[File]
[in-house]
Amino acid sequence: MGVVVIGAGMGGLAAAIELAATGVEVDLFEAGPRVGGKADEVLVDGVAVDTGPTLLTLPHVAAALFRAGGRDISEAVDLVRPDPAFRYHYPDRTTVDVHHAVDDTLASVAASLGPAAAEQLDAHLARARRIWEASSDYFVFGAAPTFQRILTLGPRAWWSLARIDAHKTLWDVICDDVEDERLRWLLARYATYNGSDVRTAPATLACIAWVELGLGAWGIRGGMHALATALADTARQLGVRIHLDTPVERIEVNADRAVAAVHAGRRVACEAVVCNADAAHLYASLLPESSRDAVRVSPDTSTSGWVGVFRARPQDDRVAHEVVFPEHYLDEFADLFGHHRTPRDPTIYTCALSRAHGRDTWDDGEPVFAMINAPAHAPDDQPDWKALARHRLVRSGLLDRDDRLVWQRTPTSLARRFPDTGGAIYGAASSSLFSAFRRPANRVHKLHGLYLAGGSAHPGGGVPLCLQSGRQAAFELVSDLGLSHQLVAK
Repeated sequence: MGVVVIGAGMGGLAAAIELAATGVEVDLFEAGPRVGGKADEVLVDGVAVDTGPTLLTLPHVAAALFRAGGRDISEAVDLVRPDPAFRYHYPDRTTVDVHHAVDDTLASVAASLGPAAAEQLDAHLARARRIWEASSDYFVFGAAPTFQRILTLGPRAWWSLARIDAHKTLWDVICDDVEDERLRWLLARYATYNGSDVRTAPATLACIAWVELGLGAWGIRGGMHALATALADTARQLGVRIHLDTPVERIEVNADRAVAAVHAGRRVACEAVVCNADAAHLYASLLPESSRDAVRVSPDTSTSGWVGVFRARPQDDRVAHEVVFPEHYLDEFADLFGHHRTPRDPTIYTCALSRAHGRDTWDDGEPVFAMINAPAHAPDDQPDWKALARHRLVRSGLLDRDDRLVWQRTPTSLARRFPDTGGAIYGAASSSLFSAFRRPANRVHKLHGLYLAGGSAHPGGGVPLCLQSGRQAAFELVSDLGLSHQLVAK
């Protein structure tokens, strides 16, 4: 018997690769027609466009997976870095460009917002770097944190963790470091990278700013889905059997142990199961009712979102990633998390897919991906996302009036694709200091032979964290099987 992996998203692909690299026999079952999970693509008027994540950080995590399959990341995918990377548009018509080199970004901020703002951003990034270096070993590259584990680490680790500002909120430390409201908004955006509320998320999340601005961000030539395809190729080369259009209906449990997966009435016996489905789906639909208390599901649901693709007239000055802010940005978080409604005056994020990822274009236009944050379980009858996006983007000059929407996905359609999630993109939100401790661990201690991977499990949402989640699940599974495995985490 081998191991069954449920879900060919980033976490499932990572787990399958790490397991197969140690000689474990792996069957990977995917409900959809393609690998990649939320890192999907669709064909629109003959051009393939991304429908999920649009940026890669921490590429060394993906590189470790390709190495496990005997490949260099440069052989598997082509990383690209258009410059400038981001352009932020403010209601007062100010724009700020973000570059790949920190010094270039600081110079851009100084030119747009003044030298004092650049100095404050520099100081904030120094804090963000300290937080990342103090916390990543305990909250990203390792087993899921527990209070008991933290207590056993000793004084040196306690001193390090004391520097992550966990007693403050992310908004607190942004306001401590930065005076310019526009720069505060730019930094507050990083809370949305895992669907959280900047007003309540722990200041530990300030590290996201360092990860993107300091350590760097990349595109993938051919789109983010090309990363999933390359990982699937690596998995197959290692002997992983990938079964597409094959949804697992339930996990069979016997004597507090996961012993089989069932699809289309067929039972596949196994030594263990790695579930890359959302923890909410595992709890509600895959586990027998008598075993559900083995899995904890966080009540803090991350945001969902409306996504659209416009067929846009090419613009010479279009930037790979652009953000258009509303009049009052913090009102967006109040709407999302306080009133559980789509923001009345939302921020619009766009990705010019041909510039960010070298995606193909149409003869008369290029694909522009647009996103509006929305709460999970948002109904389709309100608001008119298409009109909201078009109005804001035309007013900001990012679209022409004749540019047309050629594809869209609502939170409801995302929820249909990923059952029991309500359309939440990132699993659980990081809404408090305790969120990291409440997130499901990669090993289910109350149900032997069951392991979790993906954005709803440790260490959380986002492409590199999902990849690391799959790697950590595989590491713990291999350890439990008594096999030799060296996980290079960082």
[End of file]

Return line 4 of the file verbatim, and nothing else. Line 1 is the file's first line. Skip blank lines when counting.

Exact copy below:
């Protein structure tokens, strides 16, 4: 018997690769027609466009997976870095460009917002770097944190963790470091990278700013889905059997142990199961009712979102990633998390897919991906996302009036694709200091032979964290099987 992996998203692909690299026999079952999970693509008027994540950080995590399959990341995918990377548009018509080199970004901020703002951003990034270096070993590259584990680490680790500002909120430390409201908004955006509320998320999340601005961000030539395809190729080369259009209906449990997966009435016996489905789906639909208390599901649901693709007239000055802010940005978080409604005056994020990822274009236009944050379980009858996006983007000059929407996905359609999630993109939100401790661990201690991977499990949402989640699940599974495995985490 081998191991069954449920879900060919980033976490499932990572787990399958790490397991197969140690000689474990792996069957990977995917409900959809393609690998990649939320890192999907669709064909629109003959051009393939991304429908999920649009940026890669921490590429060394993906590189470790390709190495496990005997490949260099440069052989598997082509990383690209258009410059400038981001352009932020403010209601007062100010724009700020973000570059790949920190010094270039600081110079851009100084030119747009003044030298004092650049100095404050520099100081904030120094804090963000300290937080990342103090916390990543305990909250990203390792087993899921527990209070008991933290207590056993000793004084040196306690001193390090004391520097992550966990007693403050992310908004607190942004306001401590930065005076310019526009720069505060730019930094507050990083809370949305895992669907959280900047007003309540722990200041530990300030590290996201360092990860993107300091350590760097990349595109993938051919789109983010090309990363999933390359990982699937690596998995197959290692002997992983990938079964597409094959949804697992339930996990069979016997004597507090996961012993089989069932699809289309067929039972596949196994030594263990790695579930890359959302923890909410595992709890509600895959586990027998008598075993559900083995899995904890966080009540803090991350945001969902409306996504659209416009067929846009090419613009010479279009930037790979652009953000258009509303009049009052913090009102967006109040709407999302306080009133559980789509923001009345939302921020619009766009990705010019041909510039960010070298995606193909149409003869008369290029694909522009647009996103509006929305709460999970948002109904389709309100608001008119298409009109909201078009109005804001035309007013900001990012679209022409004749540019047309050629594809869209609502939170409801995302929820249909990923059952029991309500359309939440990132699993659980990081809404408090305790969120990291409440997130499901990669090993289910109350149900032997069951392991979790993906954005709803440790260490959380986002492409590199999902990849690391799959790697950590595989590491713990291999350890439990008594096999030799060296996980290079960082």